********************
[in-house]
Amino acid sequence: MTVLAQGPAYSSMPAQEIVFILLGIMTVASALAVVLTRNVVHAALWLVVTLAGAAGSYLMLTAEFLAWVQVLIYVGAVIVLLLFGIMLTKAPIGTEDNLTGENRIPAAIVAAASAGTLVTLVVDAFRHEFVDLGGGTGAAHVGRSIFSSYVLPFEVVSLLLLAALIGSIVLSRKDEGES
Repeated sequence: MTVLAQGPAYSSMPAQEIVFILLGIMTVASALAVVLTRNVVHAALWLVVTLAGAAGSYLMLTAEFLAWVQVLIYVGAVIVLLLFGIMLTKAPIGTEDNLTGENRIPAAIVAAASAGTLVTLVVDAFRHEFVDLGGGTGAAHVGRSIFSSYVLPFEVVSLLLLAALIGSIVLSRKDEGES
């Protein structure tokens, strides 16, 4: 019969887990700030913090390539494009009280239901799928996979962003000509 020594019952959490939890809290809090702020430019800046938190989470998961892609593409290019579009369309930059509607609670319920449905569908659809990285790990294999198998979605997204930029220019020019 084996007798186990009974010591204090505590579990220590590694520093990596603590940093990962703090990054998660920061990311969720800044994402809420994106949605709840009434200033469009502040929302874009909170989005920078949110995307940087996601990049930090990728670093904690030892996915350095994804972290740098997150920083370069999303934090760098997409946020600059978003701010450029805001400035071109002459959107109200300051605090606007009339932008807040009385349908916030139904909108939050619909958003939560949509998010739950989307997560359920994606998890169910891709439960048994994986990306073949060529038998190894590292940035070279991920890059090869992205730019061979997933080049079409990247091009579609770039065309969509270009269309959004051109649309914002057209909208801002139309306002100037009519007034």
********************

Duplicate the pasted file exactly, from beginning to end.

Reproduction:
[in-house]
Amino acid sequence: MTVLAQGPAYSSMPAQEIVFILLGIMTVASALAVVLTRNVVHAALWLVVTLAGAAGSYLMLTAEFLAWVQVLIYVGAVIVLLLFGIMLTKAPIGTEDNLTGENRIPAAIVAAASAGTLVTLVVDAFRHEFVDLGGGTGAAHVGRSIFSSYVLPFEVVSLLLLAALIGSIVLSRKDEGES
Repeated sequence: MTVLAQGPAYSSMPAQEIVFILLGIMTVASALAVVLTRNVVHAALWLVVTLAGAAGSYLMLTAEFLAWVQVLIYVGAVIVLLLFGIMLTKAPIGTEDNLTGENRIPAAIVAAASAGTLVTLVVDAFRHEFVDLGGGTGAAHVGRSIFSSYVLPFEVVSLLLLAALIGSIVLSRKDEGES
């Protein structure tokens, strides 16, 4: 019969887990700030913090390539494009009280239901799928996979962003000509 020594019952959490939890809290809090702020430019800046938190989470998961892609593409290019579009369309930059509607609670319920449905569908659809990285790990294999198998979605997204930029220019020019 084996007798186990009974010591204090505590579990220590590694520093990596603590940093990962703090990054998660920061990311969720800044994402809420994106949605709840009434200033469009502040929302874009909170989005920078949110995307940087996601990049930090990728670093904690030892996915350095994804972290740098997150920083370069999303934090760098997409946020600059978003701010450029805001400035071109002459959107109200300051605090606007009339932008807040009385349908916030139904909108939050619909958003939560949509998010739950989307997560359920994606998890169910891709439960048994994986990306073949060529038998190894590292940035070279991920890059090869992205730019061979997933080049079409990247091009579609770039065309969509270009269309959004051109649309914002057209909208801002139309306002100037009519007034």